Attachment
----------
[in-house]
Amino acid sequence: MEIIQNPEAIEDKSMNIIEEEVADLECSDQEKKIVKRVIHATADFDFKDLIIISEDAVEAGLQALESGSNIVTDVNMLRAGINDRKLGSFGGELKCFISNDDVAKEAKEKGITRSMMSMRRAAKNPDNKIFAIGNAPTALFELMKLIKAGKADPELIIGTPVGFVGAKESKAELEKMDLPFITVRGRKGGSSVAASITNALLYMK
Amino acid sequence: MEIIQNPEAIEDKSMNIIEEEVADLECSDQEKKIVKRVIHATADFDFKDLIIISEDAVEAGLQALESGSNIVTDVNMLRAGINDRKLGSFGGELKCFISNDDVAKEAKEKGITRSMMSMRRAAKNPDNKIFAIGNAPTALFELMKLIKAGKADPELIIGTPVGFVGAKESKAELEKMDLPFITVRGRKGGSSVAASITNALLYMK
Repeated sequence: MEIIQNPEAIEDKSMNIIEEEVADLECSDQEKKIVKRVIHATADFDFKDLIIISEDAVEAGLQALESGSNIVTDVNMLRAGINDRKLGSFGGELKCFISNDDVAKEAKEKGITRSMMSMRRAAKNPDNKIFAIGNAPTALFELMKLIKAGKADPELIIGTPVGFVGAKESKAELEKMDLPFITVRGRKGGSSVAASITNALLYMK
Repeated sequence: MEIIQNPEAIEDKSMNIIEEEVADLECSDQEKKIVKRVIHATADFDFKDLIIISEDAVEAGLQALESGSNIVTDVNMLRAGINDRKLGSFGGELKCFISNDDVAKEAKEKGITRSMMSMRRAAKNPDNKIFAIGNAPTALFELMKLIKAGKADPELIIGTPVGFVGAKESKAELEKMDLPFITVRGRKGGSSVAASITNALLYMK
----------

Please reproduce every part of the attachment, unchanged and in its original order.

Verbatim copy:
[in-house]
Amino acid sequence: MEIIQNPEAIEDKSMNIIEEEVADLECSDQEKKIVKRVIHATADFDFKDLIIISEDAVEAGLQALESGSNIVTDVNMLRAGINDRKLGSFGGELKCFISNDDVAKEAKEKGITRSMMSMRRAAKNPDNKIFAIGNAPTALFELMKLIKAGKADPELIIGTPVGFVGAKESKAELEKMDLPFITVRGRKGGSSVAASITNALLYMK
Amino acid sequence: MEIIQNPEAIEDKSMNIIEEEVADLECSDQEKKIVKRVIHATADFDFKDLIIISEDAVEAGLQALESGSNIVTDVNMLRAGINDRKLGSFGGELKCFISNDDVAKEAKEKGITRSMMSMRRAAKNPDNKIFAIGNAPTALFELMKLIKAGKADPELIIGTPVGFVGAKESKAELEKMDLPFITVRGRKGGSSVAASITNALLYMK
Repeated sequence: MEIIQNPEAIEDKSMNIIEEEVADLECSDQEKKIVKRVIHATADFDFKDLIIISEDAVEAGLQALESGSNIVTDVNMLRAGINDRKLGSFGGELKCFISNDDVAKEAKEKGITRSMMSMRRAAKNPDNKIFAIGNAPTALFELMKLIKAGKADPELIIGTPVGFVGAKESKAELEKMDLPFITVRGRKGGSSVAASITNALLYMK
Repeated sequence: MEIIQNPEAIEDKSMNIIEEEVADLECSDQEKKIVKRVIHATADFDFKDLIIISEDAVEAGLQALESGSNIVTDVNMLRAGINDRKLGSFGGELKCFISNDDVAKEAKEKGITRSMMSMRRAAKNPDNKIFAIGNAPTALFELMKLIKAGKADPELIIGTPVGFVGAKESKAELEKMDLPFITVRGRKGGSSVAASITNALLYMK